For Immediate Release
Turtle Island Restoration Network
Cell: (415) 488-7711
First Sea Turtle Nest of the Season
Galveston, Texas (April 14, 2016) – On April 13, the Kemp’s ridley nesting season officially began on the Texas coast, with the first nest found on North Padre Island. Turtle Island Restoration Network patrol teams have been walking along the Upper Texas Coast since April 1, looking for sea turtles, crawl tracks, and disturbances in the dunes that would indicate a sea turtle had left the water to look for a suitable place to lay eggs.
“It’s exciting to have a turtle nest this early, and have so many dedicated volunteers walking and driving our beaches looking for nesting turtles,” said Joanie Steinhaus, program director of Turtle Island’s Gulf of Mexico office (SeaTurtles.Org). “The volunteers will continue patrolling the beaches through mid-July and we are hopeful we still see more nesting turtles this year.”
From 2012 through 2014, there has been a 48.2 percent decrease in the number of nests in both Mexico and the United States. In 2015 there was a slight increase in the number of nests, and we are hopeful that trend will continue in 2016. It’s important that public drive slowly and watch out for sea turtles, as they sometimes blend in with the sand.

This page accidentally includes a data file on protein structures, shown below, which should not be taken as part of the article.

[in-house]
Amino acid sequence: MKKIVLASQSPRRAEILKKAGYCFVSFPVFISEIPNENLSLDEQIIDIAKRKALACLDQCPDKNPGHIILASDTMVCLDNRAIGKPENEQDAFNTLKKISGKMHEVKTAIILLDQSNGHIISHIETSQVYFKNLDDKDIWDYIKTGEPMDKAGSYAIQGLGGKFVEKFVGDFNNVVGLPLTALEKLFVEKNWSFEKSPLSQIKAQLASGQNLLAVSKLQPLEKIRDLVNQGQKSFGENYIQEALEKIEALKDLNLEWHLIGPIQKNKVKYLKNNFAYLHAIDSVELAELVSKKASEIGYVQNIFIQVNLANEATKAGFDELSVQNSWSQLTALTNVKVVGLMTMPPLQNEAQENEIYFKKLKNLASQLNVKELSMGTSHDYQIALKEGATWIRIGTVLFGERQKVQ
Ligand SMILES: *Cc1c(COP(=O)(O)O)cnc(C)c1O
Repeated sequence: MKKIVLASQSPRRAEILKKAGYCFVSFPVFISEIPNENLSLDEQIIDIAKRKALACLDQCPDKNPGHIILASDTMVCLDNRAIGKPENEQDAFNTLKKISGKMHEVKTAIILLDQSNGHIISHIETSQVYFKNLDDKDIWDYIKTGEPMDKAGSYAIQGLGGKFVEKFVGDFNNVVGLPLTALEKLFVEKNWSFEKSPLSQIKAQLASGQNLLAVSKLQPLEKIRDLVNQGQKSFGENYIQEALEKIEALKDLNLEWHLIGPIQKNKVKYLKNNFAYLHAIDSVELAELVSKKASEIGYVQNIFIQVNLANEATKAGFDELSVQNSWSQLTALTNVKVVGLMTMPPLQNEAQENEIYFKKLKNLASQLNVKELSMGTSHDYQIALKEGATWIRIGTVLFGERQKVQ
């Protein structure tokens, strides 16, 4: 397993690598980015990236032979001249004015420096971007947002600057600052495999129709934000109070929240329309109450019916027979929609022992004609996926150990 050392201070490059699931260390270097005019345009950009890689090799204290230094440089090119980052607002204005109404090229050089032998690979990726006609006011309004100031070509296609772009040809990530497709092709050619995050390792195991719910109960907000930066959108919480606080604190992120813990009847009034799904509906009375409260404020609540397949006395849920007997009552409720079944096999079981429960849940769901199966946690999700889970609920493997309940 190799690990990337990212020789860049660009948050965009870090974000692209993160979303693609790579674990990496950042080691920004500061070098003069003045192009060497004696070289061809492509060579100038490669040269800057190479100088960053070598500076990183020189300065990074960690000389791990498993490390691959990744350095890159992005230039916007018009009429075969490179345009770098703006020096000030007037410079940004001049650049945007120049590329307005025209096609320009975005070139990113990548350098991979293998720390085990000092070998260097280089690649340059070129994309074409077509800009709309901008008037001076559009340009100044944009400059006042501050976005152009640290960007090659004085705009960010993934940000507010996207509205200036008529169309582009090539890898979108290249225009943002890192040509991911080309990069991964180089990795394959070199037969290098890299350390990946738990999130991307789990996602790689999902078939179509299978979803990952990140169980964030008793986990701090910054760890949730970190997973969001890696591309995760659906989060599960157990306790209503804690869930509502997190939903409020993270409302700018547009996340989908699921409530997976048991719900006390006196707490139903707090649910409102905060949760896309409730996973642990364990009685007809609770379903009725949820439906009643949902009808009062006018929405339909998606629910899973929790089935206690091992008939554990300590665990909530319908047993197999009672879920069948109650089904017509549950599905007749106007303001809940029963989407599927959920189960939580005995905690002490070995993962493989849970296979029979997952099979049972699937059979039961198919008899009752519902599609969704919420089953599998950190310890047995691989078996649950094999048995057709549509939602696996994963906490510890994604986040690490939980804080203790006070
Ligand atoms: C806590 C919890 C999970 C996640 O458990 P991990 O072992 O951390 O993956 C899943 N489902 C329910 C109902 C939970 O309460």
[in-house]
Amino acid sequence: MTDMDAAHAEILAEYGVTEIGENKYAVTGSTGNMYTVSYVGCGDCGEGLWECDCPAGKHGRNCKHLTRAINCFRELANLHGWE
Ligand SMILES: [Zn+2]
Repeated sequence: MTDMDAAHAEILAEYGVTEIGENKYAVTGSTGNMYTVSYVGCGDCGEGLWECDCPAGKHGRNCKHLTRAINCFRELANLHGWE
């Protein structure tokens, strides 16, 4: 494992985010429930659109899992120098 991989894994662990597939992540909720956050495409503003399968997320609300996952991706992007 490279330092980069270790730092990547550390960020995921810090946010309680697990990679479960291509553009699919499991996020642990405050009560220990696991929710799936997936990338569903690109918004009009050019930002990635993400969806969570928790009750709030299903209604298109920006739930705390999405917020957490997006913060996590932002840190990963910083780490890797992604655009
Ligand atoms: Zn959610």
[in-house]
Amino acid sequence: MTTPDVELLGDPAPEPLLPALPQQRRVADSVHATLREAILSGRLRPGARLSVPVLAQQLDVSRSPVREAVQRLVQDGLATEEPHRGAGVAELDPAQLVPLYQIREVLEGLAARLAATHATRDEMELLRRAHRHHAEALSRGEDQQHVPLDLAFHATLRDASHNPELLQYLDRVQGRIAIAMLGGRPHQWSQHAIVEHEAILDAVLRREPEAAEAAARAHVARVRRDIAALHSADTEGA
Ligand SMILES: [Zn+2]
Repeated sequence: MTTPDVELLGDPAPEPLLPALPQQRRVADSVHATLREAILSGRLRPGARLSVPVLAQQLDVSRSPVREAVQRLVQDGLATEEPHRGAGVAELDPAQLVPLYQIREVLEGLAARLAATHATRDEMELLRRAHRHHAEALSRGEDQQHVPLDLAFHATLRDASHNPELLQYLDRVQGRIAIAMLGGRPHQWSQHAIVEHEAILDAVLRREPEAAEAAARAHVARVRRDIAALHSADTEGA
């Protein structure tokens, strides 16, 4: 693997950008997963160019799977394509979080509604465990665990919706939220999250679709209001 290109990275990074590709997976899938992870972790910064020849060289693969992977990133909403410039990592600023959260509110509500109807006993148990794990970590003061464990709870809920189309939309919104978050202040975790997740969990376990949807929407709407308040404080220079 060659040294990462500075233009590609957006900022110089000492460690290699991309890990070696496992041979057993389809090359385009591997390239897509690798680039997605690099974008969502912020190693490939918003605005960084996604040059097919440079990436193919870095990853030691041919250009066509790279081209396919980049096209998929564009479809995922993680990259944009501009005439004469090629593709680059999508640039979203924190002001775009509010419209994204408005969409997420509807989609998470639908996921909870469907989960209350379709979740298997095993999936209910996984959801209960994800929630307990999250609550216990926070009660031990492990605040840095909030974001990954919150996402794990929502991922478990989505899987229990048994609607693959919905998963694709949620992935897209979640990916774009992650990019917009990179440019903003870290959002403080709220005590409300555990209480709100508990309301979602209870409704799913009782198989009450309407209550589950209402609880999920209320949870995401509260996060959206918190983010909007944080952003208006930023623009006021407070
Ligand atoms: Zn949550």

Turtle Island asks that visitors to the Texas coastline call 1-866-TURTLE-5 (866-887-8535) should they encounter a sea turtle on the beach. Your call will be answered by a federal, state or non-profit agent.
If a camera is handy, photos are welcome should the turtle finish the nest and return to the water before a federal or state official arrives to the site. Because Kemp’s ridleys are a federally protected endangered species, disturbing their nests can lead to penalties.
The latest nesting numbers can be found here: https://seaturtles.org/turtle-count-texas-coast/.
Turtle Island Restoration Network works to mobilize people and communities around the world to protect marine wildlife, the oceans and the inland waterways that sustain them. Join us on Twitter, Facebook and YouTube. SeaTurtles.Org